Frank Carter and The Rattlesnakes - End of Suffering (Cover Artwork)
Staff Review

Frank Carter and The Rattlesnakes

End of Suffering (2019)

international death cult

Frank Carter has swagger, not a word that’s been associated with rock and roll for some time. Since his earliest days in music, Carter’s radiated personality with his commanding voice and hardcore attitude. With Gallows and hate ‘em or love ‘em Pure Love, Carter had a clear vision. But his work with The Rattlesnakes has been slightly more scattered. End of Suffering, The Rattlesnakes third outing, sees Carter leaning more toward traditional rock without fully giving up his roots.

End of Suffering is the most straightforward-rock sounding Carter and his backing band—Dean Richardson, Tom Barclay, Gareth Grover and Thomas Mitchener—have ever sounded. And it’s clearly an intentional move. While Blossom and Modern Ruin utilized their hardcore elements, here, they’re often sidelined. End of Suffering’s first two tracks are its weakest as they aim the most for the middle. A spider and a butterfly love story and “Tyrant Lizard King” are both too literal and metaphoric at the same time. “Latex Dreams” and “Kitty Sucker” fare better, but the midtempo numbers leave something to be desired.

Interestingly enough, the best songs on End of Suffering are “Angel Wings” and “Supervillain.” Slower than anything Carter is known for, they are still able play up his larger-than-life character. Crunchy bass lines and Carter at the edge will always go over well, “This is where I lose it all, don’t catch me when I fall back down on angel wings, on feathers made of diamond rings.” “Supervillain” slows down even more but keeps a looming, villainous presence, even when sincere, “I feel like a good man, but I’m a fucking heathen.” By the time the full band comes in, you’re ready for it, hanging on his every word. And Carter's words hold weight so the substance needs to be there. “Love Games” and “Anxiety,” for example, feel as though Carter is delivering a sermon in the form of a disheartened love song. The same goes for the beautiful, closing title track where Carter bares everything. Here though, there’s no tough guy attitude. It’s just him.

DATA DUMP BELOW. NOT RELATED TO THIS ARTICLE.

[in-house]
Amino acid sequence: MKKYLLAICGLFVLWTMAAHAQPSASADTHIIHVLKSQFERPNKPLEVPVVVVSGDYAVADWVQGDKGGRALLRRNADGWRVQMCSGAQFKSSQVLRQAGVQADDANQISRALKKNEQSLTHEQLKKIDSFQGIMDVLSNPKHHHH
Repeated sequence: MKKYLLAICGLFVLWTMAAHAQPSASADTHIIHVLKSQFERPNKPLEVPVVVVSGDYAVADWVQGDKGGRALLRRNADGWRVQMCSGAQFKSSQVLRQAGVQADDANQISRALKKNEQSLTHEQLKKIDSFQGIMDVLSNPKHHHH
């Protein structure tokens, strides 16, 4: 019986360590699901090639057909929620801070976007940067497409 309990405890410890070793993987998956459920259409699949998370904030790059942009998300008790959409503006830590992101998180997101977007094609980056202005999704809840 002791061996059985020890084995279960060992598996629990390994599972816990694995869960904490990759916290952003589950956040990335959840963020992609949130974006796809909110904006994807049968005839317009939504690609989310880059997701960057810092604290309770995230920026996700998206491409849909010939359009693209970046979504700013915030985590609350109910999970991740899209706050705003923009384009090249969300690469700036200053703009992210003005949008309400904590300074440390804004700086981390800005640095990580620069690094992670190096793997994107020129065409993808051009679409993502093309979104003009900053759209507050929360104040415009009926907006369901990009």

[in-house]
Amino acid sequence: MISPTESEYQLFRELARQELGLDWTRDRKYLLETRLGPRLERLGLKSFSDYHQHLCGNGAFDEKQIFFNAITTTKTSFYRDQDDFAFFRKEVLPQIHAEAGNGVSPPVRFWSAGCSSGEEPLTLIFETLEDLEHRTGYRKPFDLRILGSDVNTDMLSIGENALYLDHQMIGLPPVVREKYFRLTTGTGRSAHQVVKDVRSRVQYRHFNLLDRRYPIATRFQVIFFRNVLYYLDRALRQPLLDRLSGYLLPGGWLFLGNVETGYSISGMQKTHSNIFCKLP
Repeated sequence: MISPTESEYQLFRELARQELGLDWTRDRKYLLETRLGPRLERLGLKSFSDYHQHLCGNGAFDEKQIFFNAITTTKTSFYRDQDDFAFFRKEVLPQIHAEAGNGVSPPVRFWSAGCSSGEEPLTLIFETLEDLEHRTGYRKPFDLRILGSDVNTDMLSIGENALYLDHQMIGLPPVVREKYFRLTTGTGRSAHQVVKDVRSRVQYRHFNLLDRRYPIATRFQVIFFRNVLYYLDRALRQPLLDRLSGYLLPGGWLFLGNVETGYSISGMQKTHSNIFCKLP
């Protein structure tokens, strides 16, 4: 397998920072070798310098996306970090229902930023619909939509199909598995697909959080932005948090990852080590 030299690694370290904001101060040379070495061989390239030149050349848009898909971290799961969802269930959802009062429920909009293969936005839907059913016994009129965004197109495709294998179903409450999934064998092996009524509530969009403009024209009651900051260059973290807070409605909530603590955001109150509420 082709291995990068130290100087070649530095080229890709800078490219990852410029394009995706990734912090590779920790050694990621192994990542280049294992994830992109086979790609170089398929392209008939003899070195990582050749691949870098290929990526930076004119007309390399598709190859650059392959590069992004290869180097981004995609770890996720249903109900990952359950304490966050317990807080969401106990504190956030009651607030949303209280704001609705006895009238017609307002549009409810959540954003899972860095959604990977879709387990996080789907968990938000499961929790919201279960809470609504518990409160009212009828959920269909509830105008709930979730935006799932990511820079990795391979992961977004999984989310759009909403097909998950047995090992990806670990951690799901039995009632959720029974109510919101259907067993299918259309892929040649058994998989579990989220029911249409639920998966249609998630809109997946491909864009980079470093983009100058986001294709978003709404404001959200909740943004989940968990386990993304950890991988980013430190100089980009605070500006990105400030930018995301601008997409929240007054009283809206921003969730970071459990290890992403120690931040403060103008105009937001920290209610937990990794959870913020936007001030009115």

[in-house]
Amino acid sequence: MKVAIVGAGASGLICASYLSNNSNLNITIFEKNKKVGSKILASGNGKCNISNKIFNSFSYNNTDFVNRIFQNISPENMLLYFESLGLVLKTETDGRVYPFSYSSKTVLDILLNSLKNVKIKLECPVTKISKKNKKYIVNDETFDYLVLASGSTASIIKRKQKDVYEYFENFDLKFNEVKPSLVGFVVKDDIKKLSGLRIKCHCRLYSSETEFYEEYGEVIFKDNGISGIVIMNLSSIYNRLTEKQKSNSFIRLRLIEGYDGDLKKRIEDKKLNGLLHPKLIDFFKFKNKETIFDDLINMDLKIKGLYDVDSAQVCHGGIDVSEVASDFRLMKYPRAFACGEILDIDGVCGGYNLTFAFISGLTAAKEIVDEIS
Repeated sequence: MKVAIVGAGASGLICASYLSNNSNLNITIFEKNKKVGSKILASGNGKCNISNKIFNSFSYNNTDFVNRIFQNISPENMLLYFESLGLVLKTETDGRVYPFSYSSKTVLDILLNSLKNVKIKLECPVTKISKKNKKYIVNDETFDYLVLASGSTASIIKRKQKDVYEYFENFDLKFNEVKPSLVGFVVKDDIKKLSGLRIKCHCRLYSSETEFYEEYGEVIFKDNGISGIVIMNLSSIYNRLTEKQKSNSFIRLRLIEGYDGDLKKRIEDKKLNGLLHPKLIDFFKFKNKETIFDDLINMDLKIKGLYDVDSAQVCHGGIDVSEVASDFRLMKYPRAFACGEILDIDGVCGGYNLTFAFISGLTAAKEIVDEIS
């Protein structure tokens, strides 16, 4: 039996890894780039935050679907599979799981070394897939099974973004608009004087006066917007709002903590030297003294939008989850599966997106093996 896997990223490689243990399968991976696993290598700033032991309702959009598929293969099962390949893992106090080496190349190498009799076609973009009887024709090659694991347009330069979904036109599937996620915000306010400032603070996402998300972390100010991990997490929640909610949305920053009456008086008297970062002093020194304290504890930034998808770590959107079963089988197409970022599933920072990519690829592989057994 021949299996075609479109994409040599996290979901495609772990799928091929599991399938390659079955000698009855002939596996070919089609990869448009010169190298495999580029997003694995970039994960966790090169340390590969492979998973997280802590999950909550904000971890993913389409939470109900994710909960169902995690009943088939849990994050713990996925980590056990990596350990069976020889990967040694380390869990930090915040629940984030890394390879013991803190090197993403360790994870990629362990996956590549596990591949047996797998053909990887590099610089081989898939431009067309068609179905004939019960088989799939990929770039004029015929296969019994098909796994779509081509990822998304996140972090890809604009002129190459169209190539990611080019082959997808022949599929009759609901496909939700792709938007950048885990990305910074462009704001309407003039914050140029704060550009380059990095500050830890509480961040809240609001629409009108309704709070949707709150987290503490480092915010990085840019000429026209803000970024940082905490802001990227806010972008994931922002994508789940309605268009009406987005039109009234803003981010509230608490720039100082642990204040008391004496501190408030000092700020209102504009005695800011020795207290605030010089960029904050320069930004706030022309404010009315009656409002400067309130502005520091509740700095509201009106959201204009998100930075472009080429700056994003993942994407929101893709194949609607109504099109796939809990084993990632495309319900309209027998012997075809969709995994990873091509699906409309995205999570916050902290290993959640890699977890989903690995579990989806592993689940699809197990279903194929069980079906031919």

Frank Carter & The Rattlesnakes are at their best when they’re unhinged at any speed. If they want to slow down, End of Suffering shows they can do it and do it well. But it also makes it clear they need to fully commit or the results can be muddled.